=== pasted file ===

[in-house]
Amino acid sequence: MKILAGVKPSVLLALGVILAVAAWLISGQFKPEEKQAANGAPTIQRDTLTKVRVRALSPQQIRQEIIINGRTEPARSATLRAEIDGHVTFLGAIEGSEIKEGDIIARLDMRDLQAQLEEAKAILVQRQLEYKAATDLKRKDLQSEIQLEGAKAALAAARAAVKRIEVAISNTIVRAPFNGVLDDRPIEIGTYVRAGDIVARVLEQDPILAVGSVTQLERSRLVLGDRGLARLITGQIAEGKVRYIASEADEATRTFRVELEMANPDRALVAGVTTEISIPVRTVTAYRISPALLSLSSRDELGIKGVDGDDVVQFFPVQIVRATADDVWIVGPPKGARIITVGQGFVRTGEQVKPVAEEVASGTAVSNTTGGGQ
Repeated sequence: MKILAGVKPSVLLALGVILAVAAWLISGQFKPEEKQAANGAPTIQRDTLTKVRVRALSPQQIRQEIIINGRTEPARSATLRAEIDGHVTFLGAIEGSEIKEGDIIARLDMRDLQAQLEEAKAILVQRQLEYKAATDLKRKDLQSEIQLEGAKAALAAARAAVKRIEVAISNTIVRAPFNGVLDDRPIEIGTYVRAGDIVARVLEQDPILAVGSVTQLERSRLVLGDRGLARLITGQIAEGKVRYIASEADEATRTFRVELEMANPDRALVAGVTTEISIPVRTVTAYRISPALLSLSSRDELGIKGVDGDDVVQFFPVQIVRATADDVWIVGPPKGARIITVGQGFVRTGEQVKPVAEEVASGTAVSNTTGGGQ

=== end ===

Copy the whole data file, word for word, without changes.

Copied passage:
[in-house]
Amino acid sequence: MKILAGVKPSVLLALGVILAVAAWLISGQFKPEEKQAANGAPTIQRDTLTKVRVRALSPQQIRQEIIINGRTEPARSATLRAEIDGHVTFLGAIEGSEIKEGDIIARLDMRDLQAQLEEAKAILVQRQLEYKAATDLKRKDLQSEIQLEGAKAALAAARAAVKRIEVAISNTIVRAPFNGVLDDRPIEIGTYVRAGDIVARVLEQDPILAVGSVTQLERSRLVLGDRGLARLITGQIAEGKVRYIASEADEATRTFRVELEMANPDRALVAGVTTEISIPVRTVTAYRISPALLSLSSRDELGIKGVDGDDVVQFFPVQIVRATADDVWIVGPPKGARIITVGQGFVRTGEQVKPVAEEVASGTAVSNTTGGGQ
Repeated sequence: MKILAGVKPSVLLALGVILAVAAWLISGQFKPEEKQAANGAPTIQRDTLTKVRVRALSPQQIRQEIIINGRTEPARSATLRAEIDGHVTFLGAIEGSEIKEGDIIARLDMRDLQAQLEEAKAILVQRQLEYKAATDLKRKDLQSEIQLEGAKAALAAARAAVKRIEVAISNTIVRAPFNGVLDDRPIEIGTYVRAGDIVARVLEQDPILAVGSVTQLERSRLVLGDRGLARLITGQIAEGKVRYIASEADEATRTFRVELEMANPDRALVAGVTTEISIPVRTVTAYRISPALLSLSSRDELGIKGVDGDDVVQFFPVQIVRATADDVWIVGPPKGARIITVGQGFVRTGEQVKPVAEEVASGTAVSNTTGGGQ